http://www.eskimo.com/~scs/C-faq.top.html


Mon, 26 Jul 2004 23:25:02 GMT  
 Read command output file

    el> Hi
    el> Below is c program , I want to read the command line output into string
    el> variable. How to write the code ?
    el> Eric

No, sorry, but it's a C++ program.  Try comp.lang.c++, down the hall.

[...]

Cheers
Kevin

--
He that breaks a thing to find out what it is has left the path of
wisdom                                         -- Gandalf the Grey



Mon, 26 Jul 2004 23:29:52 GMT  
 Read command output file

Quote:


> > Below is c program , I want to read the command line output into string
> > variable. How to write the code ?

> > /* xidle.cpp
> >               02/03/02
> >               02/07/02
> > */
> If it is a C program, why do you call it xidle.cpp (.cpp is a C++
> extension)?

Because it actually _is_ a C++ program:

Quote:
> > #include <stdio.h>
> > #include <string>
> > #include <fstream>
> > #include <iostream>
> > #include <iomanip>

- all but the first of these headers do not exist in C, though the
  second one is probably similar or equal to C's <string.h>;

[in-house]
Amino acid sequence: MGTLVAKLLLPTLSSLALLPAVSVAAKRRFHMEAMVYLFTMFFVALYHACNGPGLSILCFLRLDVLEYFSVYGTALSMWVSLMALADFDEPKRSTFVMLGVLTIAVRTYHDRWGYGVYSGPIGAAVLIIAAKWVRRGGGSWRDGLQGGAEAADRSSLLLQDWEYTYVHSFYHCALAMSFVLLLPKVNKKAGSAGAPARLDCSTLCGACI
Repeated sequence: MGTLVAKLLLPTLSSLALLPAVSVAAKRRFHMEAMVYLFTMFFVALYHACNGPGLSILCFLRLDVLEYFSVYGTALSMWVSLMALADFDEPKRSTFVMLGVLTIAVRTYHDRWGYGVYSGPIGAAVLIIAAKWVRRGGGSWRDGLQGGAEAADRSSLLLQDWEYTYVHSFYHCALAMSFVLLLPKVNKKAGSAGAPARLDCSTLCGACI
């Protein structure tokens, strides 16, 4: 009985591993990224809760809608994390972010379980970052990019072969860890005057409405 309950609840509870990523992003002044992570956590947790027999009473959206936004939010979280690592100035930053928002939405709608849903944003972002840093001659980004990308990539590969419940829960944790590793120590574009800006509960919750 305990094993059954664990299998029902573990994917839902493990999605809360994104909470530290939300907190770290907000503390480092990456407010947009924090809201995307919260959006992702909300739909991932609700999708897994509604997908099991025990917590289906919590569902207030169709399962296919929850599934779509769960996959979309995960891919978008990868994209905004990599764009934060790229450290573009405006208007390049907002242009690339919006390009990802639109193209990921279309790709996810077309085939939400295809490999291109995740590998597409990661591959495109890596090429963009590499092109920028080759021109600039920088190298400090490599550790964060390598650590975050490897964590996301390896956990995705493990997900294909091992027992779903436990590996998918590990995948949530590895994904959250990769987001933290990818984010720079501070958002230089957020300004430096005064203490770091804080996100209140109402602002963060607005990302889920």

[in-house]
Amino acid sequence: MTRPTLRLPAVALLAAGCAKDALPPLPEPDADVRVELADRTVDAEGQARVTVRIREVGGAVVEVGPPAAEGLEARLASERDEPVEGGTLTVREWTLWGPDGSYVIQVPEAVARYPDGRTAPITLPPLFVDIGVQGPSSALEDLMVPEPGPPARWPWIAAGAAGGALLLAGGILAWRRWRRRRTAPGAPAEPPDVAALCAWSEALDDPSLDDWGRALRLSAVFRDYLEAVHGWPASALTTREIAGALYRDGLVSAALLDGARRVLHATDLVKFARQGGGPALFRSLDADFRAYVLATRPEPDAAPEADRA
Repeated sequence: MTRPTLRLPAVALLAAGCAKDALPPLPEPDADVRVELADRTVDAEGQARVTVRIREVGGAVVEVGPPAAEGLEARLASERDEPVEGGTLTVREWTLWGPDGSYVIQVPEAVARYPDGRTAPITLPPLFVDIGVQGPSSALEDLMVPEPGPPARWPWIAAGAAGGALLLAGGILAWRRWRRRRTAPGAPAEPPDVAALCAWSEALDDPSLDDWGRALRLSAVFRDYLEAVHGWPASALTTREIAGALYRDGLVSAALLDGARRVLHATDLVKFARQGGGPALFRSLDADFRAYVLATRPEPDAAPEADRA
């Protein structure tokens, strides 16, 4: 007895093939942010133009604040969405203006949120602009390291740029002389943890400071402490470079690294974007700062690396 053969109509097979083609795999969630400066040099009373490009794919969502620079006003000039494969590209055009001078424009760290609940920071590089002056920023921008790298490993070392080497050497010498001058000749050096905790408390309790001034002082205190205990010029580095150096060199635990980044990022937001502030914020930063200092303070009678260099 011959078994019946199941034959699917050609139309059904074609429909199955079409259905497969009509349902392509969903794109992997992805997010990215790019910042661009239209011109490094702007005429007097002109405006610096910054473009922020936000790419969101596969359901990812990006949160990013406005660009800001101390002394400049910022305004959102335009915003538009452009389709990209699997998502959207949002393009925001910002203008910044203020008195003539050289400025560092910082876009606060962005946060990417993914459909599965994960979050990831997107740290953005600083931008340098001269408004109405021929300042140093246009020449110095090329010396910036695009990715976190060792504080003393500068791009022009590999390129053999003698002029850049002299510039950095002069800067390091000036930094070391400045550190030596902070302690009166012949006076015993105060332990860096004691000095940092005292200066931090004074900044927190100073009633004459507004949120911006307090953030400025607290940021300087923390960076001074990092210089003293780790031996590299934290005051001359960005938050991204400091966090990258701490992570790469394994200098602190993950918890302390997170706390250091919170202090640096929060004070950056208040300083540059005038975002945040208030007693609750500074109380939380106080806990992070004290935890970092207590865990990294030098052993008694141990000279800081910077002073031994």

Quote:
> > int main()
> > {
> >   string buffer;
> >   ifstream inFile;

> >   FILE *cmdp=popen("ps -ef| grep nobody","r");

- popen() is certainly not ISO C, and quite possibly not ISO C++,
  either. It _is_ in POSIX, but that's still off-topic here;

Quote:
> >   if (!cmdp) {
> >      perror("popen");
> >      return 1;
> >   }

> >   inFile.open(????);    // How to import command line ???

- this is quite probably C++; while function pointers inside structures
  are possible in C, this line probably intends to call a C++ object
  method;

Quote:
> >   while (!inFile.eof())
> >   {
> >    inFile >> buffer;
> >    cout  << buffer <<endl;
> Where did you get this code, I'm fairly new to C but this looks like C++.

- it is C++; this is a C++ way of doing in- and output.

Quote:
> >   }

> >   return 0;

> > }

So, several indications of the fact that this is _not_ C code, but C++
code, and should have been posted to comp.lang.c++.

Quote:
> Here is a example,

Which is C, not C++, but far from perfect itself:

- you forget to #include the necessary headers, invoking undefined
  behaviour in at least one case;

Quote:
> void main(void)

- this is an unportable way of declaring main() in ISO C; in C, main()